An Exercise for Every Occasion

Exercise List

I’ve begun the long process of building a list of every exercise that I know. Suffice to say, it’s a very comprehensive list. I made a decision to put this list together so I could reference it when I am creating programs for clients. Often times, I find myself focused on the newest exercises I’ve learned, and I only seem to draw from those recent exercises when I am building a program. I leave hundreds of other great exercises on the table because they are not fresh in my memory. Once in awhile, new information will convince me to ditch an exercise, but in most cases, the old exercises are just as good as the new ones. I am organizing the list into specific categories related to fundamental human movements. Push, pull, squat (knee dominant), and hip hinge (hip dominant). It is a huge undertaking and it can be a bit confusing at times on how to categorize each exercise. There is no doubt that there will be some overlap between sections and I will need to add categories such as core, power, and full body movements. Ultimately, I will just have to figure it out as I go. However, the point of my post is to bring to attention the massive number of exercises and movements we can practice in our workouts and every day lives. Seriously, there is enough variation out there to keep us busy and challenge us for the majority of our lives, if not for our entire lifetime. The key is to use progressions and regressions as needed. If someone has spent a lot of time being inactive, they shouldn’t jump right into a program with the most advanced exercises. Here are a few examples from each movement category to wet your appetite for variation. They are listed from easiest to more advanced. Always check with your doctor before starting a workout program.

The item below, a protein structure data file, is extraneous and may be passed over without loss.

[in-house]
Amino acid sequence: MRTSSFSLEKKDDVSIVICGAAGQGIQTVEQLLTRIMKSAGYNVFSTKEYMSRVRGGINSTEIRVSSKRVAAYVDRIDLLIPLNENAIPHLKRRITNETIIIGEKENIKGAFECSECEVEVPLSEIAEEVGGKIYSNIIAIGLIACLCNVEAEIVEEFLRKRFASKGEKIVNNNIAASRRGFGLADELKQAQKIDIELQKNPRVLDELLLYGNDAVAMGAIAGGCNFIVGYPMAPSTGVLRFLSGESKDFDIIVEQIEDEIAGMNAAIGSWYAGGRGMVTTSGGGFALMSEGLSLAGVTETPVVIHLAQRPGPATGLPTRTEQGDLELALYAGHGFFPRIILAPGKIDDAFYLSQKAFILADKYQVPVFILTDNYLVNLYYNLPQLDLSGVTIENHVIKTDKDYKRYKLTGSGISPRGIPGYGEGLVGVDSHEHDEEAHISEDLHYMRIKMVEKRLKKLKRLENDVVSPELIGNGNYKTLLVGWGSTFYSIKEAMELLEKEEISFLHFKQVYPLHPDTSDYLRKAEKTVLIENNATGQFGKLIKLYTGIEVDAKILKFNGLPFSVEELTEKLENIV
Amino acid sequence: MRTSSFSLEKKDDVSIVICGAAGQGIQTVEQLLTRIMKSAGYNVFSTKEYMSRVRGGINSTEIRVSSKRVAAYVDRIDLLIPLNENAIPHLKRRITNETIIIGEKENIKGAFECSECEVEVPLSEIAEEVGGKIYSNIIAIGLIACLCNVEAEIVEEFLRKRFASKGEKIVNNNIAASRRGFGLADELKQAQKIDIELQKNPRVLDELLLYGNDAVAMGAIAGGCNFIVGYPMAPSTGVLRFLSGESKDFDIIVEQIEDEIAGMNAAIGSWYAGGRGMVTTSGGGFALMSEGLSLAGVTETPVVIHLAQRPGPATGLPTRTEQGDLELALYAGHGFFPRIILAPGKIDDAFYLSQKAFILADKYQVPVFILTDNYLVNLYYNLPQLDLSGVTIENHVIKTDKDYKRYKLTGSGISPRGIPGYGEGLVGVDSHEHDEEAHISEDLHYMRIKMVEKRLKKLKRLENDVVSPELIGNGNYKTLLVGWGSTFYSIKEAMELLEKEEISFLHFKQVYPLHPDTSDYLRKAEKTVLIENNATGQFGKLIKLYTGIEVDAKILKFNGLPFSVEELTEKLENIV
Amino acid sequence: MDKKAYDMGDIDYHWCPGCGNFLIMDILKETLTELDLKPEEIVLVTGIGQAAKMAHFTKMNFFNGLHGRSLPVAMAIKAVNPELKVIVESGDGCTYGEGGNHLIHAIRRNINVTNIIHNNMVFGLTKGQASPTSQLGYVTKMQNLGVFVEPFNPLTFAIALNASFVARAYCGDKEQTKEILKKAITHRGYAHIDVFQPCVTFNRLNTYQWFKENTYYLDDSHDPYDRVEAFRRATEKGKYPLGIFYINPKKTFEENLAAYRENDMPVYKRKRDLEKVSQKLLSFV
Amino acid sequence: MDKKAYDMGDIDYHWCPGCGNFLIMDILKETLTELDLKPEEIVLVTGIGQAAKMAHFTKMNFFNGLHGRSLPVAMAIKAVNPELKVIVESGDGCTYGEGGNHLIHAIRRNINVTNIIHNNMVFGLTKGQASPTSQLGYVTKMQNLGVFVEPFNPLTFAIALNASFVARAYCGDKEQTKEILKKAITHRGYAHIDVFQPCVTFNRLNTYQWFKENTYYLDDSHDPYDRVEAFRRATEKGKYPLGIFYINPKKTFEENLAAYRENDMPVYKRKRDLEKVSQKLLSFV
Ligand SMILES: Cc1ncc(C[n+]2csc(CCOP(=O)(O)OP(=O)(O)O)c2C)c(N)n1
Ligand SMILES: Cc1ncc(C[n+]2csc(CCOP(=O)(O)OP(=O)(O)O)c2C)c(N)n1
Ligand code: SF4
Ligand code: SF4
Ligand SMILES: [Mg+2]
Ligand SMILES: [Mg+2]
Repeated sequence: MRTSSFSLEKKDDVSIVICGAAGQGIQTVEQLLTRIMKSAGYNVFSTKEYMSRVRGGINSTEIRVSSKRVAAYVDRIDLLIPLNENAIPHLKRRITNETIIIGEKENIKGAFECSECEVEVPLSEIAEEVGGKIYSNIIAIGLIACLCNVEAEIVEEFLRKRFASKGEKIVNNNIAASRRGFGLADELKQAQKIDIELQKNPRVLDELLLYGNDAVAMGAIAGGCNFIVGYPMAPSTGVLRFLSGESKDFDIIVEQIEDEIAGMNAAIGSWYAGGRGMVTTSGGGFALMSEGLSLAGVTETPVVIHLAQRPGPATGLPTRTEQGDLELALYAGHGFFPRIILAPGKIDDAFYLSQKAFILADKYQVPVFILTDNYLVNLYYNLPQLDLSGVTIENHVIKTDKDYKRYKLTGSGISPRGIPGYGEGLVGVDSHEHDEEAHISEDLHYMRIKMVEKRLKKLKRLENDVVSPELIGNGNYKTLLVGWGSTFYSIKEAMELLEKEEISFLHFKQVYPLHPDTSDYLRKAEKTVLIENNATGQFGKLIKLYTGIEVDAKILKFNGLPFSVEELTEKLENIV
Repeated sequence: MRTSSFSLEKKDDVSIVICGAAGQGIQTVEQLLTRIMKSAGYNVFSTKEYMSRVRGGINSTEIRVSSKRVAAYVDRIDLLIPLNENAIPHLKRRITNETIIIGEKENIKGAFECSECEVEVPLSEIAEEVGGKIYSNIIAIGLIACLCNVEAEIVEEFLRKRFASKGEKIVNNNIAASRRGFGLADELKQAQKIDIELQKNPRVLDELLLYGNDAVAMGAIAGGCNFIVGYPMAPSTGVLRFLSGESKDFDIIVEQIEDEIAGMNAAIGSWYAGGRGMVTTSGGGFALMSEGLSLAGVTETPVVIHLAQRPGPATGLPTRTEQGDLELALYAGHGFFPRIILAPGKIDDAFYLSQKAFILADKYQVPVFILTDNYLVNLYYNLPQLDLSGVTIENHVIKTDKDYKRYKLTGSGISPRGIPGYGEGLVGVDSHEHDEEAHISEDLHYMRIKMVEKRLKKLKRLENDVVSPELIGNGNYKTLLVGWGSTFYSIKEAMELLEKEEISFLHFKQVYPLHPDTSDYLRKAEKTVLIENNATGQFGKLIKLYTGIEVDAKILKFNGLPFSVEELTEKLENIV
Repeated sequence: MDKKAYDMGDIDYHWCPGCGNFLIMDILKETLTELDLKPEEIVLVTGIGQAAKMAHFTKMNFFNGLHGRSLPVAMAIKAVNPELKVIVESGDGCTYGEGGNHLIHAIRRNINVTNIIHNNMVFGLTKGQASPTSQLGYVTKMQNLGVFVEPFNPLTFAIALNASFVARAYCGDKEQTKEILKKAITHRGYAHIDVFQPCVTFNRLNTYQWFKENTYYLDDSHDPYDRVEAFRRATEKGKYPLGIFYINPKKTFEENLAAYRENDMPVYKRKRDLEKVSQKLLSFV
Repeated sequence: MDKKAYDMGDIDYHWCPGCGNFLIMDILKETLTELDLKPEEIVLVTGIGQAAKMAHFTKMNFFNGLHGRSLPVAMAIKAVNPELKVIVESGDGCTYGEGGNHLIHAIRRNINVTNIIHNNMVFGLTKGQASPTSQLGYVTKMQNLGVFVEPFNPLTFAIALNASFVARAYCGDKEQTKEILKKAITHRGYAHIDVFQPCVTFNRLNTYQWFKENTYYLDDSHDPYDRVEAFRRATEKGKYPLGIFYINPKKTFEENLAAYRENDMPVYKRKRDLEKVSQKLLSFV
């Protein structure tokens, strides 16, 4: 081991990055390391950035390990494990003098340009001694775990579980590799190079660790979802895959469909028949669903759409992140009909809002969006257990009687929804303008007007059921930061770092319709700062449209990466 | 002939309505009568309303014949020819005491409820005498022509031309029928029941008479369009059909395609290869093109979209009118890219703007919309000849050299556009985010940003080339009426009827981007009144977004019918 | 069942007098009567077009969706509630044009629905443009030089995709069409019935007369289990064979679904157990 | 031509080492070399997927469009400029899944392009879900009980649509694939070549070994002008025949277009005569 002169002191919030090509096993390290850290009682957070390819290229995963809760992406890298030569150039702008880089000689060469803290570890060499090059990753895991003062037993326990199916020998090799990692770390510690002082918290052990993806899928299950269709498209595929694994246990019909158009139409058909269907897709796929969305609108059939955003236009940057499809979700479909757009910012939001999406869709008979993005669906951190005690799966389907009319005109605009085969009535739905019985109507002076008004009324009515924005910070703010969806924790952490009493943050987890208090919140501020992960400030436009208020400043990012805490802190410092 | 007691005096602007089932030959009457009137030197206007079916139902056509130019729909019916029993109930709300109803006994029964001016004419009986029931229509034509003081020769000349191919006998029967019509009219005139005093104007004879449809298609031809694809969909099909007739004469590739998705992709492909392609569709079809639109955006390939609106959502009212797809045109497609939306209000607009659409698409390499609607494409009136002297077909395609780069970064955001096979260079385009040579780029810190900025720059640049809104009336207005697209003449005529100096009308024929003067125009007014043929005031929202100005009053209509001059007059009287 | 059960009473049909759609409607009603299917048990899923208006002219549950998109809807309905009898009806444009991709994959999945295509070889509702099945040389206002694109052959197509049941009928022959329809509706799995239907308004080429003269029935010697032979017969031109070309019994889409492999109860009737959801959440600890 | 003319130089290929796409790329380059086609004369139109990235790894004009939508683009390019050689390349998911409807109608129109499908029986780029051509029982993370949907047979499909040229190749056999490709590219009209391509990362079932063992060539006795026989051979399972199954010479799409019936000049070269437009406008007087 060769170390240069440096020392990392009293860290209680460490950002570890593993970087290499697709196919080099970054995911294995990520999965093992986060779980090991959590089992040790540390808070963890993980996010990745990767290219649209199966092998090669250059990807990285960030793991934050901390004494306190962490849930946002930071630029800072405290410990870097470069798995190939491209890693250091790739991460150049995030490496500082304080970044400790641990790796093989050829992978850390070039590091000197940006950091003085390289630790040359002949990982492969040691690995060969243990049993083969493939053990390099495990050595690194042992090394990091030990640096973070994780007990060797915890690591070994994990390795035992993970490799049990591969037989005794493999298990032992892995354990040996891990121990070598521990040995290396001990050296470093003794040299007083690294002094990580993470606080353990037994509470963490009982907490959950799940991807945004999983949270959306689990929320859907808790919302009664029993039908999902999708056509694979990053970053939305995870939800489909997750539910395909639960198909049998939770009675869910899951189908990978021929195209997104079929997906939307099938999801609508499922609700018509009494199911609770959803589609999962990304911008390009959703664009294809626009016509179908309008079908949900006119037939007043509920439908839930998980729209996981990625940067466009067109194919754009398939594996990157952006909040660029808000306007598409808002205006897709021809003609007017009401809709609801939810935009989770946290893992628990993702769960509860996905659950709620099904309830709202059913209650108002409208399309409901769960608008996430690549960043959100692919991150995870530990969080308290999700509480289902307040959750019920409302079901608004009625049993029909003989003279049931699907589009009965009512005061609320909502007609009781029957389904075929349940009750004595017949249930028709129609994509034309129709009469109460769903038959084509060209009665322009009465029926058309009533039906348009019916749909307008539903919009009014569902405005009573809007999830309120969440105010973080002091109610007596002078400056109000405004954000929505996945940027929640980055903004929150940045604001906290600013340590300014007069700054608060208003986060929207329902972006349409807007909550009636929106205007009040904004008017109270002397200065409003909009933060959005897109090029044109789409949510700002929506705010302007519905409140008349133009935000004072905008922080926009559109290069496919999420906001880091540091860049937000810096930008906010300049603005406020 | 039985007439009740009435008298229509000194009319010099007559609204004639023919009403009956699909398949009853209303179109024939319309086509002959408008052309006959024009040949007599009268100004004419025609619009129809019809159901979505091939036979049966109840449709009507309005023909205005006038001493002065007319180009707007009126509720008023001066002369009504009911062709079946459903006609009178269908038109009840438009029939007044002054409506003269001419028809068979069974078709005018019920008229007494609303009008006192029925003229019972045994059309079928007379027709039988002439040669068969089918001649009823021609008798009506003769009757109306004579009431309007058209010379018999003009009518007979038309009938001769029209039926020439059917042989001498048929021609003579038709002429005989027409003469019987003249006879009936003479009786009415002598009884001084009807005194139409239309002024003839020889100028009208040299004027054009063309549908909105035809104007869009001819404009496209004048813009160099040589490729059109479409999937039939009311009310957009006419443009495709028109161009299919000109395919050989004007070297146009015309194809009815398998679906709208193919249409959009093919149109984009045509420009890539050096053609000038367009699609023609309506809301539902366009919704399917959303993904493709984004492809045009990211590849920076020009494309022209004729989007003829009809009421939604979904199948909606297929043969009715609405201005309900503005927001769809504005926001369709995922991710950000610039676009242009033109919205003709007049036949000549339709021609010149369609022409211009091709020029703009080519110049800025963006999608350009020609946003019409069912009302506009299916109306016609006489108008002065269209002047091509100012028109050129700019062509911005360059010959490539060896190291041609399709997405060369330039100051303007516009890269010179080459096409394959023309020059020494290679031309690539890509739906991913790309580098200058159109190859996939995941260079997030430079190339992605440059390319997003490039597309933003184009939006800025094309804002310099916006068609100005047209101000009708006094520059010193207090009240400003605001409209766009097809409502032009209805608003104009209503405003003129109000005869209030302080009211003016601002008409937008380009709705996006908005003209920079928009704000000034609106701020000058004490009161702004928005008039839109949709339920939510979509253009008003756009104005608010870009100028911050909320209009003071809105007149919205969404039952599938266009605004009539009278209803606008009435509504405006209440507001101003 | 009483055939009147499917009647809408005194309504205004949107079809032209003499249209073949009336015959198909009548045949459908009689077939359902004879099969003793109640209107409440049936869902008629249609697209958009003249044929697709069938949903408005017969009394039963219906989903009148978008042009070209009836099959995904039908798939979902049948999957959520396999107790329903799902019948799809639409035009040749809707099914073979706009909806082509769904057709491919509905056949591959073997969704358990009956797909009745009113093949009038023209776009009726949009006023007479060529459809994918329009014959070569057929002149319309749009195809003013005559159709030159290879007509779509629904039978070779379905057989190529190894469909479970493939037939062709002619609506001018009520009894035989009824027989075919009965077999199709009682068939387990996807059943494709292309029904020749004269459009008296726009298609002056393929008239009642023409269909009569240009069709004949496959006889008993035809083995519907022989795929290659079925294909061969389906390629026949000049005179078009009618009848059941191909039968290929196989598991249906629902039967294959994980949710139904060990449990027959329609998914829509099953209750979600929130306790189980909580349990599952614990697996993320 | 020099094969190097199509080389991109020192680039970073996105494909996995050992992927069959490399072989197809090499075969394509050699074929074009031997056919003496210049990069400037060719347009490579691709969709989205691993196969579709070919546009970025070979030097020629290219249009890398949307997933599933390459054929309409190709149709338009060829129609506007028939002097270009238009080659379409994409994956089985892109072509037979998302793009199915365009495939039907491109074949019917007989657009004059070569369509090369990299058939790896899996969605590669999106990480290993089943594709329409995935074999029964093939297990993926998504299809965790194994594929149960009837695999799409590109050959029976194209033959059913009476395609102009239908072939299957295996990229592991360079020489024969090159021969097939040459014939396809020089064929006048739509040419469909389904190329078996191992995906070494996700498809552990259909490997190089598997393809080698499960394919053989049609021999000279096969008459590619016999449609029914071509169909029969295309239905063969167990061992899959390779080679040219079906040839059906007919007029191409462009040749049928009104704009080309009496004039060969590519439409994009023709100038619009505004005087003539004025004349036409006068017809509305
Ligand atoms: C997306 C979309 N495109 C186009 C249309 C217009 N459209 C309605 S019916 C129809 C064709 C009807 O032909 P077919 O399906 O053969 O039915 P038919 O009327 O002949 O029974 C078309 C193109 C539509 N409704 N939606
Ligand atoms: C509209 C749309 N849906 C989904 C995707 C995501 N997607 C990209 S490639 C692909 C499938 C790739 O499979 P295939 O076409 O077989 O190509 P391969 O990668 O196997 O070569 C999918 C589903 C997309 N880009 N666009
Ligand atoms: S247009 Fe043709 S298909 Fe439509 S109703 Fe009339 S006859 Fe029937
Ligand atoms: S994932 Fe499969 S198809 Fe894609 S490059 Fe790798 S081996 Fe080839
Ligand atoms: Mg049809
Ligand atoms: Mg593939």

1. Wall Push-Out
  2. Elevated Push-Ups
  3. Kneeling Push-Ups
  4. Push-Up Plank Hold
  5. Push-Up Walk-Outs
  6. Push-Ups
  7. Feet Elevated Push-Ups
  8. BOSU Push-Ups
  9. Stability Ball Push-Ups
  10. TRX Push-Ups
  11. Hands Offset Push-Ups
  12. Spiderman Push-Ups
  13. Blast Off Push-Ups
  14. Side to Side Push-Ups
  15. Self Assisted Single Arm Push-Ups
  16. Single Arm Push-Ups
  17. Plyo Push-Ups


  1. Smith Machine Inverted Row
  2. Lebert Equalizer Inverted Row
  3. TRX or Strap Inverted Row
  4. Single Arm Inverted Row
  5. Active Hang (Bottom of Pull-Up)
  6. Flexed Hang (Middle of Pull-Up)
  7. Flexed Hang (Top of Pull-Up)
  8. Eccentric Chin-Ups (Lower Very Slowly)
  9. Eccentric Pull-Ups (Lower Very Slowly)
  10. Chin-Ups
  11. Pull-Ups
  12. Commando Pull-Ups
  13. Side to Side Pull-Ups
  14. Single Arm Hang
  15. Self Assisted Single Arm Pull-Ups


  1. Wall Squat Hold
  2. Wall Squat
  3. TRX or Strap Assisted Squat
  4. Body Weight Squat
  5. Goblet Squat
  6. Double Kettlebell Front Squat
  7. Barbell Front Squat
  8. Barbell Back Squat
  9. Overhead Squat


  1. PVC Pipe Hip Hinge
  2. Band Resisted Hip Hinge
  3. Cable Pull-Through
  4. Kettlebell Romanian Deadlift
  5. Sumo Stance Kettlebell Deadlift
  6. Barbell Rack Pull (Elevated Deadlift)
  7. Barbell Romanian Deadlift
  8. Trap Bar Deadlift
  9. Sumo Stance Deadlift
  10. Deadlift